In the next round I shifted my focus to music that had more of a straight jazz feel. I took more influences from the likes of Lalo Schifrin, Mal Waldron, and of course, Yoko Kanno. As it turns out, having an awesome name is like 80% of writing really great music. Forget studying theory/orchestration/sound design/etc. From now on I will be known as Bif LeStrange.

I decided to go with a more identifiable melody - something that even amateur burglars could hum to themselves while cracking safes at home. I kept the plucked strings and glockenspiel from the first demo, but pushed them into the background and used the falling line in the glock to paraphrase the melody played in the saxophones. I slowed the tempo down quite a bit so that I could add a bit more rhythmic density. Protip: Hand drums always make jazz cooler, and when in doubt, add more shakers! Taking cues from the epically named composers above, I let a funky bass line drive the piece. The overall effect was the following demo:

This track was received much more favorably and I got the thumbs up to move forward. After that, it was simply a matter of fleshing harmonies out, developing the material, and hacking away at finessing the production.

I wanted the melody to grow like a Chia Pet in an advertisement, so I started each phrase as a thin line, and gradually fattened it as it went along. This was also a dating tactic of mine, and it worked as well as the last one I mentioned. I'm beginning to suspect I'm not very good at courtship. I added a countermelody in the trombones to give the repeated sections a little more spice. At this point the plucked strings were demanding too much attention, so I dropped them down an octave and pushed them further back in the mix. I also decided the solo needed to be played on the flute because obviously...the solo needed to be played on the flute. It captures Chase's playful qualities, and creates more diversity in sound. Also jazz flute is funny.

I'm incredibly happy with the way the music came out! I'm rarely able to work on this type of music so I had a blast with this project. Overall I contributed three tracks, and my only regret is that I couldn't contribute more. On the plus side, there's a fair amount of demo material that didn't work out for this project. Perhaps I'll finish some of them up and put out a Burglars Inc B-sides and Rarities collection someday. Until then, check out this game. I'm sure you'll have at least as much fun playing it as I had composing for it!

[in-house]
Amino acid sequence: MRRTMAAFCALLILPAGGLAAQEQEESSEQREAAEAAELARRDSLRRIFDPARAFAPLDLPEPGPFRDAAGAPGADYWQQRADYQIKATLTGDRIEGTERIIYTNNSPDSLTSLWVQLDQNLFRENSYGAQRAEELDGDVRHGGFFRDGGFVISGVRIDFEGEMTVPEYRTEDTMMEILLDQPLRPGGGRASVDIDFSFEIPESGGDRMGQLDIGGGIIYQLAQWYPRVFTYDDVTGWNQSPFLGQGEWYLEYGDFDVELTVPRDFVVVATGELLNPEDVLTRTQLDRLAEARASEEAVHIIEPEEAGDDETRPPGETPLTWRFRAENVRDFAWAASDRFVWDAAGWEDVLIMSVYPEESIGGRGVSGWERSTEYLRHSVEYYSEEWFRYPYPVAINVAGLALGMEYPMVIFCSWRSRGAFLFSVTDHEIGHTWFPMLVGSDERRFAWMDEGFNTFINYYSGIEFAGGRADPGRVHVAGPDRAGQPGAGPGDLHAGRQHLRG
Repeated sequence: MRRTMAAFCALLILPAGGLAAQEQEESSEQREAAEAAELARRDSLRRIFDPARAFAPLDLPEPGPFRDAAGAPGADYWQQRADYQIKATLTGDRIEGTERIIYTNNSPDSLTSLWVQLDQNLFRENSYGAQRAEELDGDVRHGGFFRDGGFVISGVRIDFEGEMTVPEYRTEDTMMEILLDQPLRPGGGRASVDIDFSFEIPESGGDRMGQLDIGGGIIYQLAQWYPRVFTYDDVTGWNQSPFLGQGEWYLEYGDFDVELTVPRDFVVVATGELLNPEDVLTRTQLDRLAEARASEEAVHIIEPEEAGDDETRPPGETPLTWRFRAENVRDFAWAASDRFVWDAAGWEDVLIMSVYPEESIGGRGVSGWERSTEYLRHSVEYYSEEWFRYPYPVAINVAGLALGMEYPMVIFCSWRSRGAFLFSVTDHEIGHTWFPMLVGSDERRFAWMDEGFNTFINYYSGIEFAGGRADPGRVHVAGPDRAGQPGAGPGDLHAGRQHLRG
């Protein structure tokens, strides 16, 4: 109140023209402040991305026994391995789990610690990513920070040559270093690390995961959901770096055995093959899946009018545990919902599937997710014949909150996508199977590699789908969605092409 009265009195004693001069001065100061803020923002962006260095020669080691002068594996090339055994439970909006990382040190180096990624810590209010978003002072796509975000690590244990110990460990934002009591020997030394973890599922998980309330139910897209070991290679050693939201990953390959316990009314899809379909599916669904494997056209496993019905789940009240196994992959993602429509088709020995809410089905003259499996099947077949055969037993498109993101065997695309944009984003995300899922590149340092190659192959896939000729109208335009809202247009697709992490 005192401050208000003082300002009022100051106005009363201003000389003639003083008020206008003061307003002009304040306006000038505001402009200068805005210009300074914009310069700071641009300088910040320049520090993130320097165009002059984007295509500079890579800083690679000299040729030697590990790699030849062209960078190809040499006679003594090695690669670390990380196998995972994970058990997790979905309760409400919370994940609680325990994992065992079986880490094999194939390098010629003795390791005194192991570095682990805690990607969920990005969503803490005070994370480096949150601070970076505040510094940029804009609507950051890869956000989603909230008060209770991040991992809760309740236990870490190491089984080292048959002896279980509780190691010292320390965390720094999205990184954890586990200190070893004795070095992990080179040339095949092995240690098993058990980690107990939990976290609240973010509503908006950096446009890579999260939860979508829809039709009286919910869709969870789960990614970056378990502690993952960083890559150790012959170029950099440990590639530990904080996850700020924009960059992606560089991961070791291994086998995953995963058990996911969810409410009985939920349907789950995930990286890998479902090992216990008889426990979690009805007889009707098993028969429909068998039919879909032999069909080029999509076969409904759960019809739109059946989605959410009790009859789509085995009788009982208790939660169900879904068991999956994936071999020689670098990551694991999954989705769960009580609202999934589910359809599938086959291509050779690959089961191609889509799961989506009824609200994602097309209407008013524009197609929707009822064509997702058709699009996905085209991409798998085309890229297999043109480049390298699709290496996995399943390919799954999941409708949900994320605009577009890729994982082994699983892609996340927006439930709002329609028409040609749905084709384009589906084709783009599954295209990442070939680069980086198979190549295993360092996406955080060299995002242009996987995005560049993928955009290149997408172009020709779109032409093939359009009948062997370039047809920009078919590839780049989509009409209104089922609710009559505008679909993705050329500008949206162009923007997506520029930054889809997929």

Burglars Inc, coming out on February 2nd!

New Video Creation Engine!

After what feels like ages of coding, I've FINALLY finished a background engine that will generate videos from musical midi data. Though this inaugural video is pretty simple, it's a proof of concept so I can make sure everything is working properly. From this I can create a template that will allow me to create all sorts of animations from musical data and spit out HD videos without having to spend ages editing a timeline. What this all means is that I can finally start uploading music to sites like Vimeo or Youtube and actually have something more visually interesting than a static image. I'll still put review tracks on soundcloud, but this will be another way to find new pieces I release.

Orchestral Mockup/Transcription of Hans Zimmer's Chevalier De Sangreal From The Da Vinci Code

When learning jazz improvisation, transcribing your favorite solos by ear is one of the best exercises you can do. You learn the function of every melodic fragment, how the improviser is thinking, and how you can manipulate these ideas for your own use. I've applied the same idea to music production over the years. To learn how to effectively use new software (or new orchestration/production techniques), import a track into a DAW and try to copy it. It can be laborious transcribing each note, and even more painstaking trying to copy the production, but it really is a great way to learn new orchestrational, sound design, and production techniques.

I did this transcription awhile ago after purchasing my first virtual instruments. Until that point I was limited to recording live instruments and manipulating synthesized sounds; this is a practice that is sometimes more desirable, but often takes more time than deadlines will allow. Despite the fact that this excerpt is just shy of 2.5 minutes, I learned more about breathing life into these samples than I ever could have by simply writing my own music. The original is posted below for reference.

Disclaimer:I did not write this music, nor do I claim any rights to the original music. It is not available for use. This was created as an education exercise.